Beaten and broken but not yet defeated, we decided to see if anything would fit into my car. We retrieved Greta from the parking garage and pulled up behind the van to begin the transfer. We were elated to discover that everything would fit! We would have to come back the next day to pick up some of the boxes, but it was all going to fit!
We walked back inside to return the van keys and to store what we had to leave behind until Saturday. Frederich was surprised to see us.
“What happened? I saw you loading something in your car.”
Sheepishly we replied, “Yes. Unfortunately neither one of us wants to risk a 650 Euro bill if we get into an accident. It looks like everything will fit into our cars so we’ll take what we can tonight and come back tomorrow for the rest.”
Good ole’ Freddy gave us a refund and sent us on our way.
The drive home was uncomfortable. My seat was pushed almost up to the windshield so some of the boxes could fit. I was positioned like a question mark for the entire hour.
We made it safely and my husband was able to construct the butcher block that night.
We woke early Saturday morning to go back to Dusseldorf for the last trip. We both drove because we knew that the remaining boxes would not fit inside just one of our cars. I was following my husband and we had almost reached the highway when he pulled into a gas station. I thought he was just filling up so I stayed inside my car. He approached and asked me if I had the receipt so we could retrieve everything from storage. I did not. Incredibly, we both left the house without even thinking of taking the one piece of paper that stood between us and our remaining furniture.
We decided that it would be futile for both of us to spend 25 minutes driving back home. Based upon whose car gets better gas mileage (Greta wins easily), I was elected to go home, get the receipt, and meet him at IKEA. This task should have been simple and direct but of course I immediately became stuck behind a tractor I couldn’t pass. After the driver turned into a field, I was significantly slowed down by two more tractors. I had to wait behind a line of cars in the next village because a large semi-truck was attempting to parallel-park between two houses on a narrow cobblestone road.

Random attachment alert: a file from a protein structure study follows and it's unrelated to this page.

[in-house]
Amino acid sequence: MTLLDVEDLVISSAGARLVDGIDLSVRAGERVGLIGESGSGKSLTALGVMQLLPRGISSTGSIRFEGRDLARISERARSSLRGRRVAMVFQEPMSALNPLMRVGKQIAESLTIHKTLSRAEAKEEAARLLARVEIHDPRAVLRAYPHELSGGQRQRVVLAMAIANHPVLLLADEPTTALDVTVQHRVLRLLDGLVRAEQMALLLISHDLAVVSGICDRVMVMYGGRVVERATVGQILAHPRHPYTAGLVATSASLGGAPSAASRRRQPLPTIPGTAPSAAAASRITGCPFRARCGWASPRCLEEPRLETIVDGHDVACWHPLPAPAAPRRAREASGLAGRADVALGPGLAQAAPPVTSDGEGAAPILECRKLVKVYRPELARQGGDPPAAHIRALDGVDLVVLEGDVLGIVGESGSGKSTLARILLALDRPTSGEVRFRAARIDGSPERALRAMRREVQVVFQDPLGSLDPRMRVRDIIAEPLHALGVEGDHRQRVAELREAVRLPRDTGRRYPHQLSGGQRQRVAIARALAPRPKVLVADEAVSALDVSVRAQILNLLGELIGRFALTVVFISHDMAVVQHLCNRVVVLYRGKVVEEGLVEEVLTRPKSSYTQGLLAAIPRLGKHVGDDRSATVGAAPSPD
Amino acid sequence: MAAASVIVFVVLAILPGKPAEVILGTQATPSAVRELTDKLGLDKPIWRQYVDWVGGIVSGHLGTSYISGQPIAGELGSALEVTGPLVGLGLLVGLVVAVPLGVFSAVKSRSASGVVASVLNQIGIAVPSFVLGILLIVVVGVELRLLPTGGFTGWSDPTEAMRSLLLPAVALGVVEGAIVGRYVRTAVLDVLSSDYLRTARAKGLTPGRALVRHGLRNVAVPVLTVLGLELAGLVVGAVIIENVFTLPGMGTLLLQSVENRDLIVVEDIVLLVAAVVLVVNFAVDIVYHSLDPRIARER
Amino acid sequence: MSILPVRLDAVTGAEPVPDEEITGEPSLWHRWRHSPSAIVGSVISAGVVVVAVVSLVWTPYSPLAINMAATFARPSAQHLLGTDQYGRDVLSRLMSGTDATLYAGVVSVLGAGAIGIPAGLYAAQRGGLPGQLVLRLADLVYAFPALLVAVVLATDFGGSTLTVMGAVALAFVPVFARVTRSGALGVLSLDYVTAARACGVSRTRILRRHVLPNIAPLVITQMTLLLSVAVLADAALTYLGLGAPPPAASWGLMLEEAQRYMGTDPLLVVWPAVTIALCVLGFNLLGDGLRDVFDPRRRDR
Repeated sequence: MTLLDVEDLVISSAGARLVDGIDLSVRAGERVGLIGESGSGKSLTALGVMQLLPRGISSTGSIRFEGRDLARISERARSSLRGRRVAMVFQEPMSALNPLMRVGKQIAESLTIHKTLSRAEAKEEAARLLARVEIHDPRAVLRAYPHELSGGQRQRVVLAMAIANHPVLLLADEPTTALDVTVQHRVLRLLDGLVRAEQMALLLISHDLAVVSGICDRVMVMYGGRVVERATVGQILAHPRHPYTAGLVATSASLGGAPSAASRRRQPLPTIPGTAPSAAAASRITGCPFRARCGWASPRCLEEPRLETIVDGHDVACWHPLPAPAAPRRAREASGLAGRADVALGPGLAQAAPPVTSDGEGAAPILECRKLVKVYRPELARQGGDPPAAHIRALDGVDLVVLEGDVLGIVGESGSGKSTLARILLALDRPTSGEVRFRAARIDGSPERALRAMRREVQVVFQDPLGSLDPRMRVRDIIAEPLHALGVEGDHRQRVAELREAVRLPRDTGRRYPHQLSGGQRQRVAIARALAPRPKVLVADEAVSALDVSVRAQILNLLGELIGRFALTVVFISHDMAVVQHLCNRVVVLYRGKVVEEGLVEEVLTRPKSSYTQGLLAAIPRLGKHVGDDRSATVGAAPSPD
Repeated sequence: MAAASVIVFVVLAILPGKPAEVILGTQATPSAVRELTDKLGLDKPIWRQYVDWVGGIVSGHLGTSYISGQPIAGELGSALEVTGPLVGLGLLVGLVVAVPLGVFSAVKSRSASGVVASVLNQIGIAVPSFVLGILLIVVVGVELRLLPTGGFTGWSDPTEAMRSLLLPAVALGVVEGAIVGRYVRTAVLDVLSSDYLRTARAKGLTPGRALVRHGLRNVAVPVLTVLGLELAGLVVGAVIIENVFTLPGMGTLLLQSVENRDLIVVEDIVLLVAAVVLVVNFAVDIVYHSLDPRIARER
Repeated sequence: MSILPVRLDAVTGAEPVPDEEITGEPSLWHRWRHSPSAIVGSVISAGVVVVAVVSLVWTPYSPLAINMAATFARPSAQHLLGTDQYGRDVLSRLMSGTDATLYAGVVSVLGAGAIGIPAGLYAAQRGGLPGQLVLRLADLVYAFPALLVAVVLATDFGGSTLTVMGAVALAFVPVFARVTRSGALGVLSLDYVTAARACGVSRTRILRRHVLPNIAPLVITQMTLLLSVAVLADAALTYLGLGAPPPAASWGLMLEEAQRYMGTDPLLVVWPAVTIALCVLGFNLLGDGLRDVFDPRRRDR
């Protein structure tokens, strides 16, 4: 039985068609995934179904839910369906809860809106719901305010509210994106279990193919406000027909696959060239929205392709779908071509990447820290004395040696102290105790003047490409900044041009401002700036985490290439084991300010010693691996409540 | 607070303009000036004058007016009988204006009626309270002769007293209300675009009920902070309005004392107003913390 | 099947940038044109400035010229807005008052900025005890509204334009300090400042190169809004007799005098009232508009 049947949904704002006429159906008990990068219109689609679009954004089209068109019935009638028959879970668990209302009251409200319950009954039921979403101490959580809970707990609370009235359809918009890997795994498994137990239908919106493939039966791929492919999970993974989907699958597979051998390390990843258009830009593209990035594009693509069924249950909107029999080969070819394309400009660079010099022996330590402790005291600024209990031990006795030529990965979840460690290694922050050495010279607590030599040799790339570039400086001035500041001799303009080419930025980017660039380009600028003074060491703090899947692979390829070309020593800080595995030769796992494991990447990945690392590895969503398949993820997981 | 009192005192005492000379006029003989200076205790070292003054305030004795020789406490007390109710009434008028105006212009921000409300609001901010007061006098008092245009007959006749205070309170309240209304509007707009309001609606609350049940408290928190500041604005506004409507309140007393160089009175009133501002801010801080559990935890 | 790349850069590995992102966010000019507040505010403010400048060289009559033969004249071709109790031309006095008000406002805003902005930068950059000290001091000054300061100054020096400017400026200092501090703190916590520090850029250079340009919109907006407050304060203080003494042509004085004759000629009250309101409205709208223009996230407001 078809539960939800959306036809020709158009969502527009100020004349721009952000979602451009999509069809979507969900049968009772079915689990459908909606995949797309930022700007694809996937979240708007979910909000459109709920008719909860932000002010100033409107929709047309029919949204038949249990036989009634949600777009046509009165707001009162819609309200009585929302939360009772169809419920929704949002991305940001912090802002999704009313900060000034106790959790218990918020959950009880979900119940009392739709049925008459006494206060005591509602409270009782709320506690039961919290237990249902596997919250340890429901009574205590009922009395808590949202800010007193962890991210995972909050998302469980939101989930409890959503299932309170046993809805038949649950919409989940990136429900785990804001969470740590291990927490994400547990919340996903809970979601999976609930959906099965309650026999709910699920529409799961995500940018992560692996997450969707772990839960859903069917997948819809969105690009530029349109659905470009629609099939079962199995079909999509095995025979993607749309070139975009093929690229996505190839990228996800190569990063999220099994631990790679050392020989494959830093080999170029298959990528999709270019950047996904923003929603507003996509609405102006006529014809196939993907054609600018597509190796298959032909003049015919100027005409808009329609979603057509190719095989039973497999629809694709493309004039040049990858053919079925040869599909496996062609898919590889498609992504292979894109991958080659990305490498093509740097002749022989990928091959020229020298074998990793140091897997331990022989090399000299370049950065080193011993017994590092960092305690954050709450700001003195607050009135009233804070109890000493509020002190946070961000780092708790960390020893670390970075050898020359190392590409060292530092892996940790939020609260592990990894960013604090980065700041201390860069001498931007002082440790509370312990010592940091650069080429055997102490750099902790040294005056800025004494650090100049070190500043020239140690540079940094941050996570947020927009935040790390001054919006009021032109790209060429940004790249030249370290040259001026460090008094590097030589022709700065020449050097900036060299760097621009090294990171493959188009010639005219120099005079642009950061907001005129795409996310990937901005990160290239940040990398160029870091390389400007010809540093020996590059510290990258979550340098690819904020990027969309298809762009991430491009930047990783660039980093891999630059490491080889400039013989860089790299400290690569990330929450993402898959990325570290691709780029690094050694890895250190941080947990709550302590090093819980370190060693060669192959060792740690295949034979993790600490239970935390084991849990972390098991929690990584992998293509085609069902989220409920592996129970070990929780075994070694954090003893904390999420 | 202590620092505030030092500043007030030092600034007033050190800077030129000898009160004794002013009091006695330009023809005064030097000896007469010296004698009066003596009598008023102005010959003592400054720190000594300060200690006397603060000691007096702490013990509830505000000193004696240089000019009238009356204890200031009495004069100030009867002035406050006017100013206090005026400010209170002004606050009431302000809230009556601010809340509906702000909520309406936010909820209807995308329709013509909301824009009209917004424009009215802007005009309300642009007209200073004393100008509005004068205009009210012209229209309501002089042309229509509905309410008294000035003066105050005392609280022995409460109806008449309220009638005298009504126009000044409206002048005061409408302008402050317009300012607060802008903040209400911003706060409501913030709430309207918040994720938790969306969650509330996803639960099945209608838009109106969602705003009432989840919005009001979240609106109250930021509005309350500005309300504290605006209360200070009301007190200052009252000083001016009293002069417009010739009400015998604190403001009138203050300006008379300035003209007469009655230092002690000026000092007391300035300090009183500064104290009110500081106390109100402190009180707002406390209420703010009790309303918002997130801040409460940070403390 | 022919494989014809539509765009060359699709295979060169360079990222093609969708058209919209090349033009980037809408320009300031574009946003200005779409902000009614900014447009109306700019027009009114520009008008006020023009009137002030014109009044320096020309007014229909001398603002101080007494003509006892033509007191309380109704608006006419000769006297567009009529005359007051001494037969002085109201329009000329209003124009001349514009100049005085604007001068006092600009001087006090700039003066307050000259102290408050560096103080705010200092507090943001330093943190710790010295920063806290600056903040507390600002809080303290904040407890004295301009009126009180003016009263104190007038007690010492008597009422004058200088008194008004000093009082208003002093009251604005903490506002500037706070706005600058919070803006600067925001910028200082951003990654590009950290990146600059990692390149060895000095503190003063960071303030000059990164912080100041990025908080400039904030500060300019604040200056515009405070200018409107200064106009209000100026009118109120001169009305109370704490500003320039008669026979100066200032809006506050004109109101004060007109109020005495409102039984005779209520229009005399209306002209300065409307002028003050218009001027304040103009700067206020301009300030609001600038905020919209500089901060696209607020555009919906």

After an hour’s delay (on top of an hour’s drive), I finally arrived at IKEA. Thankfully, the rest of the day was uneventful. We had lunch at the cafeteria again. I can safely say that I have had my fill of seeing signs of Swedish meatballs everywhere I turn.
Kudos to my husband for putting together all of the furniture in just two days! I don’t think we will be making a trip to IKEA again any time soon. This experience has caused me to have nightmares. Instead of dreaming in black and white, I’m seeing blue and yellow.
The moral of the story is that we are persistent in the face of setbacks. After several attempts, we have finally conquered IKEA. I think our hardiness will be one of our best qualities during our life in Europe.